Who Boycotted the Nazis–and Who Didn’t

by Rafael Medoff

  Congresswoman Ilhan Omar’s support for boycotting Israel, and the resolution on the subject hat she has introduced (H.R. 496), have sparked a new round in the long-running debate between Israel’s friends and opponents. 
   Leaving aside the obvious fallacy of Rep. Omar’s comparison of Israel to Nazi Germany, her resolution casts an unexpected spotlight on a little-known chapter in American history that deserves more attention: the nationwide boycott of German goods in the 1930s.
   As a precedent for using boycotting as a political tool, Omar’s resolution points out that “Americans of conscience…boycott[ed] Nazi Germany from March 1933 to October 1941 in response to the dehumanization of the Jewish people in the lead-up to the Holocaust.”
   As soon as the Nazis rose to power in early 1933, German Jews were barred from numerous professions, subjected to severe discrimination, and targeted by mob violence. 
   America’s foremost Jewish leader, Rabbi Stephen S. Wise, reported receiving letters from Germany telling of “tortures, the cutting of Hackenkreuze [swastikas] into the flesh of Jews, imprisonment, death, and [Ku Klux Klan-style] night visits and night rides from which Jews never return…It is hell, truly worse than hell.”
   In response, American Jews boycotted German goods. Picket lines were set up in front of stores that imported products from Nazi Germany, such as Macy’s and Gimbel’s. Doctors and pharmacists were encouraged to turn to non-German alternatives to German-made medicines. Athletes who qualified for the upcoming Olympic games in Berlin were urged to stay home.
Jewish organizations were not alone in this effort. U.S. Socialist Party leader Norman Thomas joined the picketing outside Macy’s. The American Federation of Labor actively assisted the boycott. New York City’s Republican mayor, Fiorello La Guardia, canceled a contract for German steel that was supposed to be used to build the Triboro Bridge. Gallup polls found most Americans in sympathy with the boycott.
   Some prominent Americans, however, opposed boycotting the Nazis. The opposition cut across party lines—it came not just from conservative isolationists (who feared boycotting would drag America into a foreign war), but from prominent liberal figures as well. 
   President Franklin D. Roosevelt’s pre-World War II policy was to maintain trade and diplomatic relations with Nazi Germany. FDR’s secretary of state, Cordell Hull, said the administration opposed any “racial or political boycott” of Germany.
   The Roosevelt administration went so far as to help the Hitler regime elude the boycott. The Treasury Department permitted the Nazis to forego the usual “Made in Germany” label and instead mark the goods as having been made in a particular city or region, which many consumers would not recognize. US officials also looked the other way when the print on German labels was illegible, or when they were attached in a way that made them inaccessible.
   Some liberal academics supported the boycott. Others not only opposed the boycott, but personally violated it by visiting Germany in the 1930s and maintaining student exchange programs with German universities that were totally controlled by the Hitler regime. The sordid details are recounted in Prof. Stephen Norwood’s study, The Third Reich and the Ivory Tower.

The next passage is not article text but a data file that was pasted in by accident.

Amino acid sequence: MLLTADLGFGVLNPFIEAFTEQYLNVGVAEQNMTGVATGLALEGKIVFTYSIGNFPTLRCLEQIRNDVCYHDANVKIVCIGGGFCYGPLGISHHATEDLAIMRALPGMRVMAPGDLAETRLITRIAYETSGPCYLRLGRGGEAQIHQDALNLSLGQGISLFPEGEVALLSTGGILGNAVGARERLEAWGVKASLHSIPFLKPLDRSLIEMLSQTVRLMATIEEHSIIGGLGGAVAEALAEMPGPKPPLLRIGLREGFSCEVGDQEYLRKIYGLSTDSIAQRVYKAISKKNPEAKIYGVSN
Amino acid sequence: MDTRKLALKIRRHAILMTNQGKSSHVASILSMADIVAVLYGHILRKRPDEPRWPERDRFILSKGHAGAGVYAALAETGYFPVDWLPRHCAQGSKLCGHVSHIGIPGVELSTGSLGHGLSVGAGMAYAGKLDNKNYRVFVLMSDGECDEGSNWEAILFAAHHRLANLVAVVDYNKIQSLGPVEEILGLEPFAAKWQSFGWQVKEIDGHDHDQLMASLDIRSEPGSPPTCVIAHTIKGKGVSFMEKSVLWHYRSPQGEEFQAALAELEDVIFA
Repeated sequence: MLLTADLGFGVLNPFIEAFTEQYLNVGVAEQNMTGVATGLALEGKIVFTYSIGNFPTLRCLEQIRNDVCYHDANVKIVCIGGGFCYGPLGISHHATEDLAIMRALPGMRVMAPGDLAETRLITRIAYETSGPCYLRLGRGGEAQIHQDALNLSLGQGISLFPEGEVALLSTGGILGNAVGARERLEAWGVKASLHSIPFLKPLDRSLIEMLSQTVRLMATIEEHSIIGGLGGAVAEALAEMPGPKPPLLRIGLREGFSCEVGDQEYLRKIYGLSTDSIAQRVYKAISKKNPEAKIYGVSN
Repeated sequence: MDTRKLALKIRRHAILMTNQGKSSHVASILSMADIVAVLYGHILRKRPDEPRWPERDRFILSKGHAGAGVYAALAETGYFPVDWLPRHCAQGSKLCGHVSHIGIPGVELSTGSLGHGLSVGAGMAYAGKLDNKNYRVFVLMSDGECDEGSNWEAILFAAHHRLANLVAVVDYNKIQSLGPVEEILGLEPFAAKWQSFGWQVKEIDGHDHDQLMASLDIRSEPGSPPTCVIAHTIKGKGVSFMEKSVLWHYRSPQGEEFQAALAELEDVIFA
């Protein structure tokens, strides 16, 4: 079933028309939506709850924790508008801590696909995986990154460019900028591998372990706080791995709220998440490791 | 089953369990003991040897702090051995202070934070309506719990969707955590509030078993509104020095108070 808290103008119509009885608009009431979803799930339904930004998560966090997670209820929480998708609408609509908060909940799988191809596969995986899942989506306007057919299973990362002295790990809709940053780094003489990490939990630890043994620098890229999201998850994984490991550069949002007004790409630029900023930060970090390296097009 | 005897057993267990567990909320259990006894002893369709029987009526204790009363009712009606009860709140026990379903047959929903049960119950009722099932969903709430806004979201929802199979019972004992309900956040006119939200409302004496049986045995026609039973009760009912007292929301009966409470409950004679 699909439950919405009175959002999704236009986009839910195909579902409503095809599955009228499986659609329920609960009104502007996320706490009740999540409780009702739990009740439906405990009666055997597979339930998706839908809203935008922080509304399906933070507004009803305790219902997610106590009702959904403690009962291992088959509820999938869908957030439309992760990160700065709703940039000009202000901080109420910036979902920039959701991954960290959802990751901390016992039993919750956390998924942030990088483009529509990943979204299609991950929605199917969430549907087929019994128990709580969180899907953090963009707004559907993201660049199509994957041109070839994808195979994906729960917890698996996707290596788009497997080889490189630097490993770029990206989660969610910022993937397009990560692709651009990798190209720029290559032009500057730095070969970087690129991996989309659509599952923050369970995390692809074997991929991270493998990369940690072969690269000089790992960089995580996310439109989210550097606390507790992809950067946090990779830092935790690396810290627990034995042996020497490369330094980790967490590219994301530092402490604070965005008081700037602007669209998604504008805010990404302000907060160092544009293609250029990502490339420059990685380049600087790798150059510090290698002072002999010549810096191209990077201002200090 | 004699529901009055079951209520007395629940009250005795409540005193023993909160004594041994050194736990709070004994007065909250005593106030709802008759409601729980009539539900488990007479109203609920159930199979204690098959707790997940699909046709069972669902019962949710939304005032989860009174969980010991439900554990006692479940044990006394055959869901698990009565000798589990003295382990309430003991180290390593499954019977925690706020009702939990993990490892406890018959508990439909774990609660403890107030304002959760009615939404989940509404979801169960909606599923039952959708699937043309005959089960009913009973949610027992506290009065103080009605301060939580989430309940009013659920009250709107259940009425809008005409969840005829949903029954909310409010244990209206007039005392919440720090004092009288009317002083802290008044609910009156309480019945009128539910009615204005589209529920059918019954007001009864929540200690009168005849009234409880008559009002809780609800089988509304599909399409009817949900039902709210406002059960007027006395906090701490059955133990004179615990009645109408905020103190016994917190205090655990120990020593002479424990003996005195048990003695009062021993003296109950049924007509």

Smith College president William Neilson, a  longtime NAACP board member, visited Nazi Germany in 1933 and found “no cases of mistreatment” of Jewish citizens. Barnard College dean Virginia Gildersleeve, a staunch Roosevelt supporter, announced after touring Germany in 1935 that Hitler’s desire to acquire “new land” was “legitimate,” and that the sharp reduction in the admission of Jews and women to German universities was justified.
   Pacifists such as Vassar College president Henry MacCraken saw the boycott as a step towards war. He organized a tour of Nazi Germany for college students and professors in 1934. Footage of the trip was used for a Nazi propaganda film called “Germany Today,” which was shown in the United States in an effort to soften Hitler’s image.
   Another prominent pacifist, Bryn Mawr professor Henry Cadbury, denounced the boycott as “simply war without bloodshed.” He admonished American Jews to “display good will instead of hatred” towards Hitler, claiming that “By hating him and trying to fight him, you will only help make him worse in his attack on the Jews.”
   The boycott controversy roiled the Women’s International League for Peace and Freedom, a leading left-of-center activist group. Its mostly-Jewish Brooklyn chapter asked the group’s national leadership to endorse the boycott. The request was rebuffed; WILPF leaders said they resented the notion of “separating the Jewish question from the larger minority problems.” One WILPF leader confided to a colleague: “For the first time in my life I am beginning to feel a little anti-Semitic.” Many members of the Brooklyn branch, and nearly the entire Bronx chapter, resigned in protest over the boycott issue.
   Although the boycott fell short of its goal of driving Hitler from power, its impact was evident from the significant decline in German exports and the repeated complaints by German officials to the US ambassador in Berlin about the damage that the boycott was doing to their economy. 
   The story of the anti-Nazi boycott movement in America is a reminder that courage and cowardice may be found on both sides of the political aisle. When it came to boycotting Hitler, there were “Americans of conscience” in both camps, but unfortunately not enough them where it could have made the most difference—in the White House.

(As published in the Jerusalem Post – July 25, 2019)